more visits to Highbury

 

 

Posting days: Sunday and Wednesday and, sometimes, maybe, extra bits in between.

 

Sunday December 9th 2018

 

Very disappointing. Just uploaded a video of Isis in Highbury park. Played back on the phone, the quality is as good as it used to be, but when transferred to the blog, it’s horribly degraded (like the last one I published).

I’ll have to take the camera next time.

We’re in Highbury on Saturday and today. And is Isis too nervous to leave the car after her fall last week?

Not at all, though when I give her free reign to decide where she wants to go, she shuns the woodland walks and stays in the lower areas.

She elects to spend most of her time cavorting around her favourite rosebay willow herb patch, before exploring the alternative routes which run roughly parallel to the main path.

These areas are much more enticing than the tarmacked paths. Not only do they smell much more interesting from a canine point of view, they also require a dog to clambour over tree trunks, slide about on rows of slippery logs pushed together to form little bridges, barge her way through mini plantations of straggly saplings, and detach herself from trip-upping creepers. Best of all, they also require a human to follow her in case she gets lost. I imagine doggy sniggers.

Isis tells me that her decision is nothing at all to do with being frightened of falling off a wall. That wasn’t a mistake: she meant to do it.

Dogs are very courageous. They’re not afraid of anything – well, only stripy sun- and-shade weather. They just choose sometimes to stay on terra firma.

Now and then though, she explains, they land up somewhere they’ve not been before and have to stop to think. That’s what this dog is doing.

 

 

 

 

 

Her tail isn’t down because she’s nervous. Absolutely not. It’s down because she’s thinking.

She’s not at all nervous. No way. She’s pondering the advantages of high up and low down.

In her opinion, apparently, standing on these bark chippings

 

 

 

 

 

is quite high up enough for any dog.

 

 

 

See. Here she is, below, tail up and ready to begin the obstacle course.

 

 

 

 

 

“Ready Human?”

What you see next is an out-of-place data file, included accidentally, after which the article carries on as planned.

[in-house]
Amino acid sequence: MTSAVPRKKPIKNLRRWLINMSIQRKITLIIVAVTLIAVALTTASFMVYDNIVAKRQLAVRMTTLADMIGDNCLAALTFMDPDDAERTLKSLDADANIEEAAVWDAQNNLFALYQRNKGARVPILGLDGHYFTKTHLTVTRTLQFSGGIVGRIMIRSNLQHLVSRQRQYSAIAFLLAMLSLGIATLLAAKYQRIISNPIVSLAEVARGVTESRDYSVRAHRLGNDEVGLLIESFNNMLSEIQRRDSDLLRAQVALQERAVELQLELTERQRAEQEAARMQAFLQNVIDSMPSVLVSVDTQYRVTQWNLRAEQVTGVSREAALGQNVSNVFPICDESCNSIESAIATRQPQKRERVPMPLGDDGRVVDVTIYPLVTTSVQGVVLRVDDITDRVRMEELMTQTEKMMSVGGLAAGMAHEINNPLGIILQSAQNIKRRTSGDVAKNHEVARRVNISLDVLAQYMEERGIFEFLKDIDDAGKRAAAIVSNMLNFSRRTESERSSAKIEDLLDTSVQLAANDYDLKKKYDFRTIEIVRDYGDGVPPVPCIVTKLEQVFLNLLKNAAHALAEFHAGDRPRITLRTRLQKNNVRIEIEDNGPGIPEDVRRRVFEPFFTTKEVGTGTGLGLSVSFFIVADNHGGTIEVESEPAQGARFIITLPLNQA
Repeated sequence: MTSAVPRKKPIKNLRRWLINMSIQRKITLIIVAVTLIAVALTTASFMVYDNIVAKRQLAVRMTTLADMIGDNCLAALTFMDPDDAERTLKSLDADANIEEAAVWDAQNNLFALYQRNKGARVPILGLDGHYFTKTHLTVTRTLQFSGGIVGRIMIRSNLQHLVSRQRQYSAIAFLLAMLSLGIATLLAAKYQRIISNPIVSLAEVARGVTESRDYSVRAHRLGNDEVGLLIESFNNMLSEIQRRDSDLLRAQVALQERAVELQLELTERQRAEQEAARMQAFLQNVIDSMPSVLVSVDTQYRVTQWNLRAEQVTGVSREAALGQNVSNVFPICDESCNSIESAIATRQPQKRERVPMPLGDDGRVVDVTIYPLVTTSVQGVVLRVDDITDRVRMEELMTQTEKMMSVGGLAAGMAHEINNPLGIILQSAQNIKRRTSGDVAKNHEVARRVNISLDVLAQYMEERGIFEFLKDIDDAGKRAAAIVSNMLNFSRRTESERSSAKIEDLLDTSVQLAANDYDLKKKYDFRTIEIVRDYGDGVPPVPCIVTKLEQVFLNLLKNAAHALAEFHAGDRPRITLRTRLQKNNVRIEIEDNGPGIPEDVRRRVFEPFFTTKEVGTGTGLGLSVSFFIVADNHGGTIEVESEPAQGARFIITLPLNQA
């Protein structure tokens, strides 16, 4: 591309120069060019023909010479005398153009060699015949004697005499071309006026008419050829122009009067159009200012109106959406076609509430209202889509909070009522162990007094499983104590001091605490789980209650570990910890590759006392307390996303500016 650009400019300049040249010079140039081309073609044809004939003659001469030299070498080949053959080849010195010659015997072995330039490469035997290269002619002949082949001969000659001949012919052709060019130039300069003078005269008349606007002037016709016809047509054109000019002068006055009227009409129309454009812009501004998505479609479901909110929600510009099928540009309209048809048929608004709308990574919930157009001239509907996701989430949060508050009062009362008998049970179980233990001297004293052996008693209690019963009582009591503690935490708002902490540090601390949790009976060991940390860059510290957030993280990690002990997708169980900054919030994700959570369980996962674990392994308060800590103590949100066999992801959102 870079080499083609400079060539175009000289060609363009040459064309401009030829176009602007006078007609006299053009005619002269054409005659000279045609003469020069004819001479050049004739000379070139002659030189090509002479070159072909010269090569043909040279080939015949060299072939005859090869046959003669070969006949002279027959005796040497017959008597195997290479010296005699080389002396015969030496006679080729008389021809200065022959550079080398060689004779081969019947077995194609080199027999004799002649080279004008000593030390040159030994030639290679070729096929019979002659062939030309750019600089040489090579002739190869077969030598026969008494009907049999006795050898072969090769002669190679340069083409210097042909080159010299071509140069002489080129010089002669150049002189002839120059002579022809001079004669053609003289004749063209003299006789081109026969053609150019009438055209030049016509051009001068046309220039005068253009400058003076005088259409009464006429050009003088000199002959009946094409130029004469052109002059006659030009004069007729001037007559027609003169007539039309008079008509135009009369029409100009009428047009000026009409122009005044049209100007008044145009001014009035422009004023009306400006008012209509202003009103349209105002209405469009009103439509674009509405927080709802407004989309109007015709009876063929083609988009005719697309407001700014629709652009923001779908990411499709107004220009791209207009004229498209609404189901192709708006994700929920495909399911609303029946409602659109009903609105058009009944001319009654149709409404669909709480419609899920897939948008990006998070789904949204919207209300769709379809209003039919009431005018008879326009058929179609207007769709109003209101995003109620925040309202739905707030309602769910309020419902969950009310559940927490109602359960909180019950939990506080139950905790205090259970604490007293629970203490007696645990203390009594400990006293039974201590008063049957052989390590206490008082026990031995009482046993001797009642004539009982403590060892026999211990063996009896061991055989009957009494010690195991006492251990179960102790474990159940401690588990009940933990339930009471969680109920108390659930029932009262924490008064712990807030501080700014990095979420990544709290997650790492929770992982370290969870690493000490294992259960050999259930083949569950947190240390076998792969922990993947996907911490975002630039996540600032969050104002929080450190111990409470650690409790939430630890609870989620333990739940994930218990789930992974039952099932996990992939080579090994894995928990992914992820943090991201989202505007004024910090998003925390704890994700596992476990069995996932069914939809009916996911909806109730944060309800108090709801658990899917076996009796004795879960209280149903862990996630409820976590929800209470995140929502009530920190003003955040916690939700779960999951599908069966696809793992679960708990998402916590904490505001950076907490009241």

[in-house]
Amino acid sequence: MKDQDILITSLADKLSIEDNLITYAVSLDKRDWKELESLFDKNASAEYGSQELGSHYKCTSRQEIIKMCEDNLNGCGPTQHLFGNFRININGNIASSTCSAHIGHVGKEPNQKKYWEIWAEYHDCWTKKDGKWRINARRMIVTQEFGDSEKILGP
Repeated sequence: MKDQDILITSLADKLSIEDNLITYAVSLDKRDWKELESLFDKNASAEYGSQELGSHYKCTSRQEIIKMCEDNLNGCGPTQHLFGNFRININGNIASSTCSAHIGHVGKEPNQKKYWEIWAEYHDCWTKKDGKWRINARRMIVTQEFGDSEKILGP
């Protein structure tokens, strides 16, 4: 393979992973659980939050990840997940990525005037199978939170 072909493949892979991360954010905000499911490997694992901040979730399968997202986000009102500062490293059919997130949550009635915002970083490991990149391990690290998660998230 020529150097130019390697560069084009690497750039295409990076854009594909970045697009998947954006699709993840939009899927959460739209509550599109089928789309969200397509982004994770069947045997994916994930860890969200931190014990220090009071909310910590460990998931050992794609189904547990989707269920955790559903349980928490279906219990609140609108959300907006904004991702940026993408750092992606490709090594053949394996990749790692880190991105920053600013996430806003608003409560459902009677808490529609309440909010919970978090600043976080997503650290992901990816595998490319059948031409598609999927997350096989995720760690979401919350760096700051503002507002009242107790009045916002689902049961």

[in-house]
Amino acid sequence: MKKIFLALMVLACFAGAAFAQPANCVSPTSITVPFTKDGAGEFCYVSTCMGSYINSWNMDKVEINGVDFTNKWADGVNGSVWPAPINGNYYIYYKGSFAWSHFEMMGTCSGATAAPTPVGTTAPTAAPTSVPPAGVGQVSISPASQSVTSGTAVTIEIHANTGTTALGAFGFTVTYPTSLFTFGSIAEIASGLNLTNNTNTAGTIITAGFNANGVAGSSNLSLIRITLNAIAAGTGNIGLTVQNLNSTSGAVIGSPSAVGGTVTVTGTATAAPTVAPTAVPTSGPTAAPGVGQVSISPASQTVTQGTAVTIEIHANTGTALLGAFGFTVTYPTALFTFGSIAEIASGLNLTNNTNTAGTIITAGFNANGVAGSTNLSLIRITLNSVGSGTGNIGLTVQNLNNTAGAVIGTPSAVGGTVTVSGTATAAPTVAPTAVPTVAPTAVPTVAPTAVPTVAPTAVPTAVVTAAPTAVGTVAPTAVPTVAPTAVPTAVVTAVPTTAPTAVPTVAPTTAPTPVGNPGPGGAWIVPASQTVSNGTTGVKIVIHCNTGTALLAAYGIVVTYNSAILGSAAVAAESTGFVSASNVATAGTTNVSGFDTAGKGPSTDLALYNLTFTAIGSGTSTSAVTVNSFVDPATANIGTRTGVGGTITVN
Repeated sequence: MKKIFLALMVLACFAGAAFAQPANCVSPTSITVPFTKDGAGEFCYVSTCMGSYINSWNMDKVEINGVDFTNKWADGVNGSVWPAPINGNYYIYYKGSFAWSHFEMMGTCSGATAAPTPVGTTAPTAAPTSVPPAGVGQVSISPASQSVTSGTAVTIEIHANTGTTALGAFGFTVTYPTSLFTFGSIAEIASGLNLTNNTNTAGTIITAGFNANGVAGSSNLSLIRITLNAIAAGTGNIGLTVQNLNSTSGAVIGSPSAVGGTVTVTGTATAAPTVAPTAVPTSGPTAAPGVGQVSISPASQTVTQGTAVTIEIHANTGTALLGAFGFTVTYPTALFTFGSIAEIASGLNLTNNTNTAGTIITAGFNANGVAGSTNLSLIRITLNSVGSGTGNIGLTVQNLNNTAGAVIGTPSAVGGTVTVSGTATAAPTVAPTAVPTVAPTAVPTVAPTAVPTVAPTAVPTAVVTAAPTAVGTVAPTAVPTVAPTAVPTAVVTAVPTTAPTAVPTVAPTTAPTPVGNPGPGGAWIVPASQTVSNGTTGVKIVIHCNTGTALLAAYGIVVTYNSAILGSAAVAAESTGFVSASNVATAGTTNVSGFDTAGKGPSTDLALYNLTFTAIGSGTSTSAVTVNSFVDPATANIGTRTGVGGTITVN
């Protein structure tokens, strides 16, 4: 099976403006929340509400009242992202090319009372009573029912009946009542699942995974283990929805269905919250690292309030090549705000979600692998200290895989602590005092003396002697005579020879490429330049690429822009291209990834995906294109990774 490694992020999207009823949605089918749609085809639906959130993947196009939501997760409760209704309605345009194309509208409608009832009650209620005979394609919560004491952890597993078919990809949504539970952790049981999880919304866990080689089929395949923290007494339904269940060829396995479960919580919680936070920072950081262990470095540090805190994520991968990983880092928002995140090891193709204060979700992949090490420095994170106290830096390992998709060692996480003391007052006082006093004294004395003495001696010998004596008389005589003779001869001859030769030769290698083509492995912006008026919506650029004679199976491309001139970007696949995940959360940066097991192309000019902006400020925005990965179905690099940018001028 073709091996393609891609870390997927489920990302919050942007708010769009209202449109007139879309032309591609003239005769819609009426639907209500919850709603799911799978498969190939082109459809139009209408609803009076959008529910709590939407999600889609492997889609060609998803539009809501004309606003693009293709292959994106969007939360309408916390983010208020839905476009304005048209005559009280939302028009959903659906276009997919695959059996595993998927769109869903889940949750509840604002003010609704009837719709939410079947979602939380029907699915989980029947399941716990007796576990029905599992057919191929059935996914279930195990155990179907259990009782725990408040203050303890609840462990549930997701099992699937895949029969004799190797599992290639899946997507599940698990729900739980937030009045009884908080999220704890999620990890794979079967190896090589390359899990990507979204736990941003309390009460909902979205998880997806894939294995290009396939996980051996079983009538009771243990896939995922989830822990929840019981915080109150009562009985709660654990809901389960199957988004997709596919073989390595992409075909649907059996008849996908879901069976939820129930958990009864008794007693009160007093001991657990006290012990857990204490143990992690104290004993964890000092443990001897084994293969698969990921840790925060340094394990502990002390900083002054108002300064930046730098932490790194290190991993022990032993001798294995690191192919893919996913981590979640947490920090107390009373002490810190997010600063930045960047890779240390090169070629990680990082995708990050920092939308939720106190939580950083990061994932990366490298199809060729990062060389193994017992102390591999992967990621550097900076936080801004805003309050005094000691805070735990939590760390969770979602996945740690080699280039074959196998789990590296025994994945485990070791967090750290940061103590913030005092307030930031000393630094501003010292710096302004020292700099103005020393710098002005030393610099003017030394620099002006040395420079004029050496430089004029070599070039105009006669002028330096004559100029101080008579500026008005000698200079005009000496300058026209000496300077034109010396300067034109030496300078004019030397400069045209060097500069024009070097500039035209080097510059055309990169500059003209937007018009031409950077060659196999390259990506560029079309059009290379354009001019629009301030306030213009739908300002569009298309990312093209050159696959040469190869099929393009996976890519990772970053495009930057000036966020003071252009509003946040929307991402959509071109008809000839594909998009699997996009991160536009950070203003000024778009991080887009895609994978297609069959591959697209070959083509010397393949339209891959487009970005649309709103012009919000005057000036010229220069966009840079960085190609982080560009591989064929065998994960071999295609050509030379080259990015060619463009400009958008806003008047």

Sigh.

 

 

Isis came from the Aeza cat and dog rescue and adoption centre in Aljezur, Portugal. For information about adopting an animal from the centre, contact kerry@aeza.org or  www.dogwatchuk.co.uk

Posted in Highbury Park, I'm off my lead!, walking in the park, walking my deaf/blind dog, we don't like bright sun | Tagged , , , , , , | Leave a comment

is Isis recovering?

 

 

Posting days: Sunday and Wednesday and, sometimes, maybe, extra bits in between.

 

Wednesday December 6th 2018

 

Your sympathetic comments about poor Hairy One’s accident are much appreciated. Thank you all.

But is I. S. right when he observes

‘ … poor dog, but they tend to recover quite quickly from these incidents.’ ?

Twice I examine Isis meticulously. She’s surprisingly tolerant, though she draws the line at my manipulating her tail between finger and thumb.

Fair enough.

I still worry that I might have missed an injury, that she’s in pain, just not showing it.

Next day I tell Gr. of my concerns as we stand in the rain on the grass above the old bowling green. I’m know I’m looking worried as we both instinctively glance at the patient.

“Yes, very worrying,” we agree as we watch her looping and galumphing over the grass, leaping up to catch the raindrops. “But she doesn’t seem in too much pain!”

 

 

 

 

 

Half an hour later, she appears to be bearing up reasonably well in the Colour Garden too!

She is, indeed, a resilient dog.

 

Isis came from the Aeza cat and dog rescue and adoption centre in Aljezur, Portugal. For information about adopting an animal from the centre, contact kerry@aeza.org or  www.dogwatchuk.co.uk

Posted in deaf/blind dog plays, dear little Isis, I'm off my lead!, Kings Heath Park, running running | Tagged , , , , , , | 4 Comments

Isis has a shock

 

 

Posting days: Sunday and Wednesday and, sometimes, maybe, extra bits in between.

 

Sunday December 2nd 2018

 

 

Poor Isis. On Saturday a puppy follows her, jumping up on her all the way from the field above the old bowling green to Hairy One’s dancing mound and into the Colour Garden. The little pest doesn’t return to her (obviously untrained) owner until Isis retreats into her favourite flower bed and leans into a shrub.

She recovers quickly, though, much more quickly than she would have done even a few months ago. After two under-the-chin taps she comes out of the bed and carries on playing as if nothing has happened.

Unfortunately, today, too, is not without trauma.

We are in Highbury by 11.00 a.m. so that Isis can have a good, long walk. Over the last few weeks, her interest in her much loved pine avenue appears to have waned.

On two occasions, she disappears rapidly from the avenue and in the blink of an eye appears at the edge of the beech wood. Today, she’s not even interested enough to approach the pines, but makes straight for the wood.

Much to her annoyance, I refuse to allow her to wade through the thick mud of the path we usually take, and insist instead that we walk along a different route.

After a short temper tantrum, she acquiesces and we make our way uphill towards the back of Highbury Hall (where Neville Chamberlain used to live). Generally, Isis quickens her pace at this point and trots towards the garden at the back so that I have to pelt after her to turn her round before she trespasses on the elegant lawn.

She must have become bored with being diverted, for today she turns off right and makes her way towards a large grassy mound on which she used to love to dance. And dance. And dance.

I’m hoping that she’ll carry on up over the mound to the track which will take us through the top woodland walk and down into the Community Orchard.

She doesn’t. She loves to explore the slopes below the mound, and down she goes, sniffing her way along little dead ends, stopping when she’s confronted with impenetrable brambles or stems.